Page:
Fanfiction writers and fan artists have been maligned since the start of the internet, hunted by zealous copyright holders and ridiculed as derivative by academics. Well, no longer because fanfiction along with other fan creations like paintings, clothing and even trading cards have officially entered the hallowed halls of The Metropolitan Museum of Art in the new exhibit The Tale of Genji: A Japanese Classic Illuminated.
An epic tale of romance and Japanese courtly intrigue studied by scholars all over the world, The Tale of Genji by Murasaki Shikibu was written around 1000 A.D. and became an immediate sensation. People were so taken with it, some even said Murakami received divine guidance.
The exhibit brings together more than 120 relics from 32 collections in Japan and the U.S. inspired by the book — essentially an archive of one of the first fandoms to ever exist, whose fans continue to create fanworks of the book over 1,000 years later.
“Women were obsessed with the tale — they debated the strengths and faults of the characters that Murasaki Shikibu brought to life,” says guest curator Melissa McCormick, professor of Japanese art and culture at Harvard University. “The tale was enjoyed for its melodrama, humor and spine-tingling episodes of ghosts and spirit possession.”
Spanning 54 chapters with a cast of 500 characters, The Tale of Genji chronicles the life and loves of the “radiant prince” Genji of the Heian imperial court “and the numerous female characters who more often than not upstaged him,” in McCormick’s words.
Most of the works on display reflect the wealth of patrons who commissioned magnificent pieces inspired by the book, from panoramic screens to elaborately embroidered kimonos and even playing cards painted with characters.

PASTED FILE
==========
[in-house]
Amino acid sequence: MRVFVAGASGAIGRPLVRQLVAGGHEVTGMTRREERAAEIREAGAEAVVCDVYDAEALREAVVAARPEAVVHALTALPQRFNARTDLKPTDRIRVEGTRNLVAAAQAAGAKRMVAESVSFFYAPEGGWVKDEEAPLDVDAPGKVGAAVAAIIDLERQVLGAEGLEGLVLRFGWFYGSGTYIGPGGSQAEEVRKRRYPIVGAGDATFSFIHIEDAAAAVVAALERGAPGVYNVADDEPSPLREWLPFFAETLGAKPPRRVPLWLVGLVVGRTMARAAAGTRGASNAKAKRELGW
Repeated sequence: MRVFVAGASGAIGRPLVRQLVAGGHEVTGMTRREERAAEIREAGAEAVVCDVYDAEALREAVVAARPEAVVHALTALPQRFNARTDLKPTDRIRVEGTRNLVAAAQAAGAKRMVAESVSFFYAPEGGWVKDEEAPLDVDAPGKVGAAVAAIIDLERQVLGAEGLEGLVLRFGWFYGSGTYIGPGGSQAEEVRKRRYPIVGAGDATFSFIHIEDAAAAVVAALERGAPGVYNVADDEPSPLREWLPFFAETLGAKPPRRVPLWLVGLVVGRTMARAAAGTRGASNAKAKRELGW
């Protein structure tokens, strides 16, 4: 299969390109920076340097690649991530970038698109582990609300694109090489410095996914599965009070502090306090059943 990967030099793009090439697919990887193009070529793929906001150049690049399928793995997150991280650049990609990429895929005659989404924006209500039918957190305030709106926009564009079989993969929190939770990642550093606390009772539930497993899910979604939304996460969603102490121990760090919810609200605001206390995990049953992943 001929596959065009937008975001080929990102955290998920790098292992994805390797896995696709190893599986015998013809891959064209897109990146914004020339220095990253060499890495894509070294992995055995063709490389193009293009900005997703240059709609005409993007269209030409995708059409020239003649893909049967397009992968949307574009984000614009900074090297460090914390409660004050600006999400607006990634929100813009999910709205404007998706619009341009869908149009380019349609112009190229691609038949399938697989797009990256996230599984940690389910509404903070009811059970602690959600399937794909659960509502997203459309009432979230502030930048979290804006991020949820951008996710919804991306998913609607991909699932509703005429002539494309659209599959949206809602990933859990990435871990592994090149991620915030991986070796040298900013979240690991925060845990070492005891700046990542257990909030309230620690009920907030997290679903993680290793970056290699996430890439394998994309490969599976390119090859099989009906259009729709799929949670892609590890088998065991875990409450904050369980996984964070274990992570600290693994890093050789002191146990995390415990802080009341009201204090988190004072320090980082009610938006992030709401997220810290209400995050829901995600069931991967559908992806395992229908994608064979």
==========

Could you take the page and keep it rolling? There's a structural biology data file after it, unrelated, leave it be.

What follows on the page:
Every one of these items can rightly be considered fanworks, defined as “[taking] something extant and [turning] it into something with a new purpose, sensibility or mode of expression,” according to the Organization for Transformative Works, a nonprofit preservation group for fan history and culture. But the essence of fandom is that it’s created freely out of love of the story, by a community that’s largely female and takes the work as a starting-off point to create new stories.
That’s what you’ll find along two Medieval-era scrolls just after the main exhibit hall. You can’t miss them — one is bordered with shimmery blue paper, with calligraphy and artwork by amateur writers. These women gave names and stories to minor characters, marginalized Genji and even took a character who was dead in the story and had them meet the other characters. “This little format was one in which you could really play around with Genji,” she says.
Though the scrolls’ authors were originally anonymous, some have been identified and labeled in panels right next to each other, as if the work was created by a circle of women like some fanfictions are today. “These works, which are usually anonymous, show women were engaged in the tale — and as people say, ‘Anonymous was a woman.’”
Just as Shakespeare’s stories live on through modern adaptations like the Public Theater’s musical version of Twelfth Night in Central Park last summer, the exhibit explores the continuing relevance of Murakami’s story. The final gallery showcases the lush character studies of Yamato Waki, who created a manga (Japanese comic book) of the story that was just released online in English this year under the title The Tale of Genji: Dreams at Dawn.
So go ahead, write that story or draw that image inspired by something you love. At worst, you’ll hone your talent — or it just might make you rich. While the Twilight-inspired series 50 Shades of Grey may never end up inside The Met, author E.L. James isn’t exactly complaining.
The Tale of Genji is open March 5-June 16, 2019 at The Met, 1000 Fifth Ave.